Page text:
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Improving Forecasting Ability of GITM using Data-driven Model Refinement
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  • Brandon M. Ponder,
  • Aaron J. Ridley,
  • Ankit Goel,
  • Dennis S. Bernstein
Brandon M. Ponder
University of Michigan

Corresponding Author:bponder@umich.edu

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Aaron J. Ridley
University of Michigan-Ann Arbor
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Ankit Goel
University of Maryland
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Dennis S. Bernstein
University of Michigan-Ann Arbor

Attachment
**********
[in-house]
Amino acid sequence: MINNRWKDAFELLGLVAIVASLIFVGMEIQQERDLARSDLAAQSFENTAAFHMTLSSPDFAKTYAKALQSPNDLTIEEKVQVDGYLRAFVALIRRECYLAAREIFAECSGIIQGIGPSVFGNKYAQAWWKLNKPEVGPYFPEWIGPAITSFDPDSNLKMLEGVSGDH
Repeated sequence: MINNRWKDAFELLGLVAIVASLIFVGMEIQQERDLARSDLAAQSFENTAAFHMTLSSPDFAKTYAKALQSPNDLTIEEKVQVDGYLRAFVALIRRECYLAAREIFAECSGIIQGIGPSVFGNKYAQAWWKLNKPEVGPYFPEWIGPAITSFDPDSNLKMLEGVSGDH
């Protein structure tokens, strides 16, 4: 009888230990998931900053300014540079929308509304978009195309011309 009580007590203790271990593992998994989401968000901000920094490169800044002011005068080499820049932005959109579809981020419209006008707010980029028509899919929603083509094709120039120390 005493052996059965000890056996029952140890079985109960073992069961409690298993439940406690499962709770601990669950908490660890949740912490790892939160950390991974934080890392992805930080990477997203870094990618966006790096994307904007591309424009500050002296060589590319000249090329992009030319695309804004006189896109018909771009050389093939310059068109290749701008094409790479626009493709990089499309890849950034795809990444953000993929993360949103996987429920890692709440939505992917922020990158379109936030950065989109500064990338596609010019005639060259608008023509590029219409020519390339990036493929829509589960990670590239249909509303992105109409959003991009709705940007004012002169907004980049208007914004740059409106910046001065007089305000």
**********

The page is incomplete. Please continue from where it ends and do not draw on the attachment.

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At altitudes below about 600 km, satellite drag is one of the most important and variable forces acting on a satellite. Neutral mass density predictions in the upper atmosphere are therefore critical for (1) designing satellites; (2) performing adjustments to stay in an intended orbit; and (3) collision avoidance maneuver planning. Density predictions have a great deal of uncertainty, including model biases and model misrepresentation of the atmospheric response to energy input. These may stem from inaccurate approximations of terms in the Navier-Stokes equations, unmodeled physics, incorrect boundary conditions, or incorrect parameterizations. Two commonly parameterized source terms are the thermal conduction and eddy diffusion. Both are critical components in the transfer of the heat in the thermosphere. Determining how well the major constituents ($N_2$, $O_2$, $O$) are as heat conductors will have effects on the temperature and mass density changes from a heat source. This work shows the effectiveness of using the retrospective cost model refinement (RCMR) technique at removing model bias caused by different sources within the Global Ionosphere Thermosphere Model (GITM). Numerical experiments, Challenging Minisatellite Payload (CHAMP) and Gravity Recovery and Climate Experiment (GRACE) data during real events are used to show that RCMR can compensate for model bias caused by both inaccurate parameterizations and drivers. RCMR is used to show that eliminating model bias before a storm allows for more accurate predictions throughout the storm.